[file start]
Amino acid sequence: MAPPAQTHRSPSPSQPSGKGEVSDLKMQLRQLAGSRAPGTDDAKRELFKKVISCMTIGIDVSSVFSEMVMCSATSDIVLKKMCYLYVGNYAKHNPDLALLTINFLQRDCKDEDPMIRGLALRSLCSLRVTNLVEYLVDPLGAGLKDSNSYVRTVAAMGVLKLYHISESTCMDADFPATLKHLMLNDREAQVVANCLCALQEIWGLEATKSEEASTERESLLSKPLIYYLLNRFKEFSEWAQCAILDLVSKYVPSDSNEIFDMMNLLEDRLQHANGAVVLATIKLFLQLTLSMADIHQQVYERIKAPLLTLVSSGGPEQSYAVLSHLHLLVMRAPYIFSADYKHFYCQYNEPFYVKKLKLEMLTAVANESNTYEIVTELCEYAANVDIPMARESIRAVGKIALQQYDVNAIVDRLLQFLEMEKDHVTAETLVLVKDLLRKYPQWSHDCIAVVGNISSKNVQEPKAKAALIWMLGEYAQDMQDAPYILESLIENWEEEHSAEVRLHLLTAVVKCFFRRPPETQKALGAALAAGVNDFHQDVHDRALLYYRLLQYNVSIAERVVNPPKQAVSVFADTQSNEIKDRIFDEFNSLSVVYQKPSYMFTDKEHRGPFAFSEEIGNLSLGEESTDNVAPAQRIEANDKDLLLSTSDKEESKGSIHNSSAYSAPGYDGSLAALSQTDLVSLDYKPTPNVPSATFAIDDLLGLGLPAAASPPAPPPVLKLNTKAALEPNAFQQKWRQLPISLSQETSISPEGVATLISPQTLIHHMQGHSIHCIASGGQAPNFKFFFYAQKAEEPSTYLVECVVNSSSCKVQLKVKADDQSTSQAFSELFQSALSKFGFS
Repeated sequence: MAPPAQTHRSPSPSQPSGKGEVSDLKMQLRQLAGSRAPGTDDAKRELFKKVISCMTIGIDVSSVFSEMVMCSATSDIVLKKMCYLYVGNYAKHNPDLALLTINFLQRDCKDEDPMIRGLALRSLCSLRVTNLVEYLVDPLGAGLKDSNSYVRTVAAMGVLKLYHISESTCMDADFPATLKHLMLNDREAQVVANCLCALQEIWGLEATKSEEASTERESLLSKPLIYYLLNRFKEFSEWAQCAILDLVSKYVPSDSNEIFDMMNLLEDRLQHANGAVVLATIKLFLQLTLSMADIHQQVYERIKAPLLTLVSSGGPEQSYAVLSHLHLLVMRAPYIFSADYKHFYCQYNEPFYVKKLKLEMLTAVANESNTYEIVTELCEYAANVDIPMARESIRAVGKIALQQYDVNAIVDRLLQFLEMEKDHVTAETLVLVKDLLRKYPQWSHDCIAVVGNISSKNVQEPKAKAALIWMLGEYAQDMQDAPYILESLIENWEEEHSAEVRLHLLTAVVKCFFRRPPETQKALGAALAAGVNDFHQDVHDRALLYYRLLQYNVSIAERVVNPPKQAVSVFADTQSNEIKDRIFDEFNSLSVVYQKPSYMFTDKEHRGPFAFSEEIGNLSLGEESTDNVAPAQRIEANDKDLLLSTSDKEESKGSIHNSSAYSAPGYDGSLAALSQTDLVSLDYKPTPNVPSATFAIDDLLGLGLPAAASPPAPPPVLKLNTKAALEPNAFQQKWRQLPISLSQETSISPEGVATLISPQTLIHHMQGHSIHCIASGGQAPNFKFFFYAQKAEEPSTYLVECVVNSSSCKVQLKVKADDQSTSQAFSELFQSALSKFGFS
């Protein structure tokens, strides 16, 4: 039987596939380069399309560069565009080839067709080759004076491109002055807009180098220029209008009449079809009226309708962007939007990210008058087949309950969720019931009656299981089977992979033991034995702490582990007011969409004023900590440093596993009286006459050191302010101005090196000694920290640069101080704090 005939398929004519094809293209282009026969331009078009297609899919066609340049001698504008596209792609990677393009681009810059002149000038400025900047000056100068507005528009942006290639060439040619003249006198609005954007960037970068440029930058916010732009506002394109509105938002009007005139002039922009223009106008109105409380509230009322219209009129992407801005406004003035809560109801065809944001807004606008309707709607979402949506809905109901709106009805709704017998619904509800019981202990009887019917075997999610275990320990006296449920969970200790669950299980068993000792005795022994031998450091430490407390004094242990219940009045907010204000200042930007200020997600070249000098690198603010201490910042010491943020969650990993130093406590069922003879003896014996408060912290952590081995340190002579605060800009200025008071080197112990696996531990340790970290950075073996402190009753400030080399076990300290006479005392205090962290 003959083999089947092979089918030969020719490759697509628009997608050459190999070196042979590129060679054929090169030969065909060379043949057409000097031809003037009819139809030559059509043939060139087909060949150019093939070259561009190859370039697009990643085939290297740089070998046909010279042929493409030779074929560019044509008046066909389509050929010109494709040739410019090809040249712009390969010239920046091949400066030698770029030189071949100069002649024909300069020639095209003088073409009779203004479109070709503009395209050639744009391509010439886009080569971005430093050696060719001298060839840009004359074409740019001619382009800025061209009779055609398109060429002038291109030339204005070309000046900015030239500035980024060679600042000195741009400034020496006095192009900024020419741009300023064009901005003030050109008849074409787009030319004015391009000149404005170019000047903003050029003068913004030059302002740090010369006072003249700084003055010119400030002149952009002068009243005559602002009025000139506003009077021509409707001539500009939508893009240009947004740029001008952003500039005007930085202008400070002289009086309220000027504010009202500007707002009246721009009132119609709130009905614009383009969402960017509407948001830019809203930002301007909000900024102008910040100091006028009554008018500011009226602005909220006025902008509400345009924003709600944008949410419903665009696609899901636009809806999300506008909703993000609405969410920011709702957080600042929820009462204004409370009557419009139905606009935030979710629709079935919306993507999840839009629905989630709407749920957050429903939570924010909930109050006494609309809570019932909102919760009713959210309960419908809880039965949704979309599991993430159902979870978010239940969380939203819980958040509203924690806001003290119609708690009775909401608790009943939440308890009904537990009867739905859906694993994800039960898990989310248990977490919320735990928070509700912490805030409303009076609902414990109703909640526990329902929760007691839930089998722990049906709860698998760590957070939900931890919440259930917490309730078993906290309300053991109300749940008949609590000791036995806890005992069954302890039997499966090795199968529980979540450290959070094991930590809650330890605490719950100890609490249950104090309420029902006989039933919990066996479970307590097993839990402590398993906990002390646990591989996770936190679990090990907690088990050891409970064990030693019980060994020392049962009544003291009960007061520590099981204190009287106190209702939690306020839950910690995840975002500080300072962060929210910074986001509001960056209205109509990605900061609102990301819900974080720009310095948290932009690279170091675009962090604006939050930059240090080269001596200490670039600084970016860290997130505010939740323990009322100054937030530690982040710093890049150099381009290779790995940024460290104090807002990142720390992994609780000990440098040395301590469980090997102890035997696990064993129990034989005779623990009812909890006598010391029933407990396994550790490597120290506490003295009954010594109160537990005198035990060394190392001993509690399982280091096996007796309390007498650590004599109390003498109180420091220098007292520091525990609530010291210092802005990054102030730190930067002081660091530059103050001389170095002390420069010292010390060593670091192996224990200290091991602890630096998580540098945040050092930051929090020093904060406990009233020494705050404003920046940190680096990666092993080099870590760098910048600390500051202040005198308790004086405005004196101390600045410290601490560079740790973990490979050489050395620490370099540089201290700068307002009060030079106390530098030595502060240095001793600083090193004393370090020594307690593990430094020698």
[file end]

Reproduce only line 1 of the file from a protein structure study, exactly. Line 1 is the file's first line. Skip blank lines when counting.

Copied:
Amino acid sequence: MAPPAQTHRSPSPSQPSGKGEVSDLKMQLRQLAGSRAPGTDDAKRELFKKVISCMTIGIDVSSVFSEMVMCSATSDIVLKKMCYLYVGNYAKHNPDLALLTINFLQRDCKDEDPMIRGLALRSLCSLRVTNLVEYLVDPLGAGLKDSNSYVRTVAAMGVLKLYHISESTCMDADFPATLKHLMLNDREAQVVANCLCALQEIWGLEATKSEEASTERESLLSKPLIYYLLNRFKEFSEWAQCAILDLVSKYVPSDSNEIFDMMNLLEDRLQHANGAVVLATIKLFLQLTLSMADIHQQVYERIKAPLLTLVSSGGPEQSYAVLSHLHLLVMRAPYIFSADYKHFYCQYNEPFYVKKLKLEMLTAVANESNTYEIVTELCEYAANVDIPMARESIRAVGKIALQQYDVNAIVDRLLQFLEMEKDHVTAETLVLVKDLLRKYPQWSHDCIAVVGNISSKNVQEPKAKAALIWMLGEYAQDMQDAPYILESLIENWEEEHSAEVRLHLLTAVVKCFFRRPPETQKALGAALAAGVNDFHQDVHDRALLYYRLLQYNVSIAERVVNPPKQAVSVFADTQSNEIKDRIFDEFNSLSVVYQKPSYMFTDKEHRGPFAFSEEIGNLSLGEESTDNVAPAQRIEANDKDLLLSTSDKEESKGSIHNSSAYSAPGYDGSLAALSQTDLVSLDYKPTPNVPSATFAIDDLLGLGLPAAASPPAPPPVLKLNTKAALEPNAFQQKWRQLPISLSQETSISPEGVATLISPQTLIHHMQGHSIHCIASGGQAPNFKFFFYAQKAEEPSTYLVECVVNSSSCKVQLKVKADDQSTSQAFSELFQSALSKFGFS